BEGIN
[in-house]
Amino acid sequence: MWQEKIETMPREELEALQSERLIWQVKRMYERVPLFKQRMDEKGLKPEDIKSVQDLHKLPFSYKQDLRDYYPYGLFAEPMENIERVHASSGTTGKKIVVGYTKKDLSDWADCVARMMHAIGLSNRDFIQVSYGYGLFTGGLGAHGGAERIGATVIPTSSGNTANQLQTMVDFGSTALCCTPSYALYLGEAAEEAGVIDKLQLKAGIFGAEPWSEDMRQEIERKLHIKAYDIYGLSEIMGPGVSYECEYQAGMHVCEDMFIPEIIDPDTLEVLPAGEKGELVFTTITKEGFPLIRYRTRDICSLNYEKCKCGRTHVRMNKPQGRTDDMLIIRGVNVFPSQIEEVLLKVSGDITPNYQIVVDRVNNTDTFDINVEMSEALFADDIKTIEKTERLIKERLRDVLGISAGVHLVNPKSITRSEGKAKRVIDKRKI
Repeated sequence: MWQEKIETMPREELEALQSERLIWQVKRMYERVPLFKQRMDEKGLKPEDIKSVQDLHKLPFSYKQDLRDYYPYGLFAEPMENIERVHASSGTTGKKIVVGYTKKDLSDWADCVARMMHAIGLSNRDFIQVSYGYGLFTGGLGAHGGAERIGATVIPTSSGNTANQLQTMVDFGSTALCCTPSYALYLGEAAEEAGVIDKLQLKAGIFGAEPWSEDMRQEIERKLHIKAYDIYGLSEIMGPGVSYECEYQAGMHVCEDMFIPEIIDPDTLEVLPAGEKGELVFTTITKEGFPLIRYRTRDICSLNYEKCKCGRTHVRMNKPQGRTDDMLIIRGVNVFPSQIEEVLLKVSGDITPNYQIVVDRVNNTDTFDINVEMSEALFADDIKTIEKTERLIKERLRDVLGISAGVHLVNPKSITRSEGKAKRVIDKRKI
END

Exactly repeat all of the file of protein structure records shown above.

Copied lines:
[in-house]
Amino acid sequence: MWQEKIETMPREELEALQSERLIWQVKRMYERVPLFKQRMDEKGLKPEDIKSVQDLHKLPFSYKQDLRDYYPYGLFAEPMENIERVHASSGTTGKKIVVGYTKKDLSDWADCVARMMHAIGLSNRDFIQVSYGYGLFTGGLGAHGGAERIGATVIPTSSGNTANQLQTMVDFGSTALCCTPSYALYLGEAAEEAGVIDKLQLKAGIFGAEPWSEDMRQEIERKLHIKAYDIYGLSEIMGPGVSYECEYQAGMHVCEDMFIPEIIDPDTLEVLPAGEKGELVFTTITKEGFPLIRYRTRDICSLNYEKCKCGRTHVRMNKPQGRTDDMLIIRGVNVFPSQIEEVLLKVSGDITPNYQIVVDRVNNTDTFDINVEMSEALFADDIKTIEKTERLIKERLRDVLGISAGVHLVNPKSITRSEGKAKRVIDKRKI
Repeated sequence: MWQEKIETMPREELEALQSERLIWQVKRMYERVPLFKQRMDEKGLKPEDIKSVQDLHKLPFSYKQDLRDYYPYGLFAEPMENIERVHASSGTTGKKIVVGYTKKDLSDWADCVARMMHAIGLSNRDFIQVSYGYGLFTGGLGAHGGAERIGATVIPTSSGNTANQLQTMVDFGSTALCCTPSYALYLGEAAEEAGVIDKLQLKAGIFGAEPWSEDMRQEIERKLHIKAYDIYGLSEIMGPGVSYECEYQAGMHVCEDMFIPEIIDPDTLEVLPAGEKGELVFTTITKEGFPLIRYRTRDICSLNYEKCKCGRTHVRMNKPQGRTDDMLIIRGVNVFPSQIEEVLLKVSGDITPNYQIVVDRVNNTDTFDINVEMSEALFADDIKTIEKTERLIKERLRDVLGISAGVHLVNPKSITRSEGKAKRVIDKRKI